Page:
Whether you’re looking to divest or acquire stores, follow these tips to achieve better sales outcomes.
When buying or selling a convenience store, considering the key steps to achieving a successful sale upfront can help prevent problems at closing.
Remember that acquiring a convenience store isn’t as simple as going to a store and buying something off the shelf. And if you are divesting a convenience store, it is not like selling a car or a house. Selling a business is a complex process.
Here are a few of the top items you will want to pay attention to before you engage in a sale.
When Buying A Convenience Store
Be prepared to kiss a lot of frogs. You may have to look at a lot of stores to find the right one for you. Some won’t take much time to toss out. Others, as you whittle down the list, will require much deeper investigation.
There is no such thing as a perfect business because all businesses have warts. Your goal is to find the one that comes as close as possible to your ideal situation and has an upside. If there is no upside, then don’t buy it.
Once you have determined which store or stores you are interested in buying, be sure to do your due diligence. By due diligence I am referring to checking the income and expense statements of the business. Have the numbers been prepared by the owner’s accountant or were you just given an excel sheet where the numbers could have been manipulated? If it is a single store, get a copy of the tax return to compare the income and expense statements as to what they told the IRS the sales were. If they don’t match, then there is a good chance the store isn’t making the amount of money the seller told you it was making.
Evaluate the status of the store’s environmental condition. Are there any outstanding environmental issues that you would be assuming? What are the ages of the tanks and are there any new requirements forthcoming from the state that will cost additional money that you may be liable for?
Check with the local and state authorities to see if there are any changes planned for construction or changing of the roadways that will affect the convenience store.
Be sure to get an ALTA (American Land Title Association) survey, which will tell you what you are buying and if there are any encroachment issues. (It is not uncommon for the price sign of a store or the tanks to be located on state property because the road was expanded and now part of the store is on state property).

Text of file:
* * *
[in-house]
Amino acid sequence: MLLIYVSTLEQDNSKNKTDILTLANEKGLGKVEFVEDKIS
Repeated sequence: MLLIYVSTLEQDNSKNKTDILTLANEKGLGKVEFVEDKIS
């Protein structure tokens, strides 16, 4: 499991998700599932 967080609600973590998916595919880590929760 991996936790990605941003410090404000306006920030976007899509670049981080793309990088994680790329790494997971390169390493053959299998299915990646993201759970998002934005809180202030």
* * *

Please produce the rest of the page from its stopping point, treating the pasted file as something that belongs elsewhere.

Find out if there is a fuel agreement with a jobber, and if so, are you agreeable with the terms of the agreement and is it assumable or do you need to sign a new agreement?
When purchasing the inventory make sure you are only buying inventory that is not out of date and that you’re not buying inventory that you don’t want to sell in your store.
When Selling A Convenience Store
To ensure you are getting full value from the store you are selling, the first thing is to find out what the store is worth. The No. 1 mistake business owners make is attempting to sell a convenience store without knowing the store’s worth.
What you need is a market valuation — not a real estate appraisal — from an industry expert who sells convenience stores. Do not price the store based on what you read or what you heard someone else got for their stores. Each store is valued differently. Most people know what their cars and homes are worth but valuing a convenience store’s worth is more difficult to determine.
Do your due diligence on your store or stores as if you were a buyer. Check the title work of the real estate to see if there are any outstanding liens or blemishes. Are there any environmental issues that are outstanding? What is the condition of the tanks? Do you have a current survey of the property? Are there any outstanding legal or employee issues that would affect the sale of the property? Do you have a fuel agreement that is assumable? If the store is branded, how much time is left on your obligation to the brand in case the new owner wants to change the brand?
Make sure all your financial numbers for the store are correct. Nothing will kill a sale faster than giving a buyer incorrect numbers.
List the assets that will be included in the sale of the store. The last thing you want is a misunderstanding as to what is being sold.
Find someone to represent you as an intermediary who is knowledgeable about the c-store business, whether it be a business broker or an investment banker, because the process is too involved to attempt to do on your own. There is a reason celebrities and sports stars use intermediaries, and that is because they help them get more money for the sale.